The machine stands silent. She glances quickly up at me with wonder-filled eyes as she steps close to the machine. She cups one hand lightly underneath the trapdoor, lifts the little door with her other hand, and lets the sweetest, most beautiful little globe she has ever seen fall into her hand.
The air is holding the dampness of late summer while the stars shine their clean light through a blue night that is as crisp as an autumn apple. The vultures are roosting high in the oaks and maples at the edges of the forest. Throngs of tourists have thinned as the last pumpkins patches have been picked clean and the leaves have surrendered their vibrant crimsons and solar yellows and settled into the more serene shades of browns and maroons. Geese have been a common sight in their flightpaths southward. Our local deer have begun to take on their thicker, shaggier coat to ward off the biting cold that waits in the coming months. Thanksgiving is just around the corner.
Another signal of winter harkening is the return of the barking spider. Although this tiny and mostly invisible anthropod calls our little town home the year round, his calls will be heard most frequently as the climate cools and we all spend a little more of our time indoors. His distinctive calls will echo in our bathrooms and sneak out from under our sheets at night; they will interrupt an otherwise promising first date, and will seem to follow your children around wherever they go.
Although known to frequent senior center TV rooms and high school locker rooms, the barking spider can also occasionally be heard butting in on Sunday’s sermon from the third or fourth pew from the back, or on line at the grocery store, causing many heads to turn to see if they can nose out the exact location of the pesky intruder.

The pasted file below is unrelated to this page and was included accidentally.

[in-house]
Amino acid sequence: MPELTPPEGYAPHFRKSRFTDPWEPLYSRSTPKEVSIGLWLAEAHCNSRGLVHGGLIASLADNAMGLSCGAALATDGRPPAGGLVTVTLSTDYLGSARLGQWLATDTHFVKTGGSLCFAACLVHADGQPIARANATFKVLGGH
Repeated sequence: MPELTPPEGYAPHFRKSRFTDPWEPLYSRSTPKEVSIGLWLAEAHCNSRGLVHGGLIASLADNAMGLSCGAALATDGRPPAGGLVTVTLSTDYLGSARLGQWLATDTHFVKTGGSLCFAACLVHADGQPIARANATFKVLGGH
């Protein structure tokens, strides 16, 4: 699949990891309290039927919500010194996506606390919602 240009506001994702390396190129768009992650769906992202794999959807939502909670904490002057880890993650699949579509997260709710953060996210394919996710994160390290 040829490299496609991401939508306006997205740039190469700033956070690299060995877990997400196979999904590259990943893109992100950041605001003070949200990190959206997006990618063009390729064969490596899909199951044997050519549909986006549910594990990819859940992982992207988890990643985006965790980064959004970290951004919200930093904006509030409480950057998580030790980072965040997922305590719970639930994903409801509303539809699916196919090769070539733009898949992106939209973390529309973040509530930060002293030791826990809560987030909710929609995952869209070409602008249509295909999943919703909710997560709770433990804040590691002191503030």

Like the great grizzly bear, he is a loner, and prefers the comfort of solitude. When taken by surprise, however, he can release his trademark growl – a fiery rip like an industrial-sized zipper being pulled open. Adept at hiding in plain view, the barking spider will sound his triumphant call proudly in the privacy of his own home. And while in public places he will do his best to mute his song like a velvet hand, it often escapes like an iron fist, betraying his hiding place in one regrettable toot.
Consider yourself lucky if you find yourself face to face with the barking spider, because though his shriek might bring to mind a wild boar grunting its way through the wild everglades, most will prefer the fearsome sound to his smaller cousin, the “silent-but-deadly.”
Ridgefield in late October is the thick skin of summer split open to reveal a vibrant and meaty flesh of a dying year. It is a last gasp, a final plea, a showcase of potential that inevitably and incredibly will be dismissed for the pale brittleness of a long winter.
It is a small triumph of a long year. It is an oasis after a journey through a desert. It is a victory won by battles fought through last year’s winter. It is the medal ceremony of spring and summer, full of the satisfied grins of children feeling the warm breath of August on their cheeks. It is a reminder of the short days ahead of us, the bracing first breath of the morning, the snow falling through the light of a streetlamp that cuts through a dark night, the smell of a neighbor’s fireplace.
Ridgefield in late October is the wind catching the burning embers of summer, fanning a flaring blaze of fiery foliage (of fall).
Ridgefield in late October is pumpkins, trick-or-treaters, mothers walking with babies in carriers, thoughts of Thanksgiving, pumpkin pie, warm hellos, the thoughtfulness of strangers.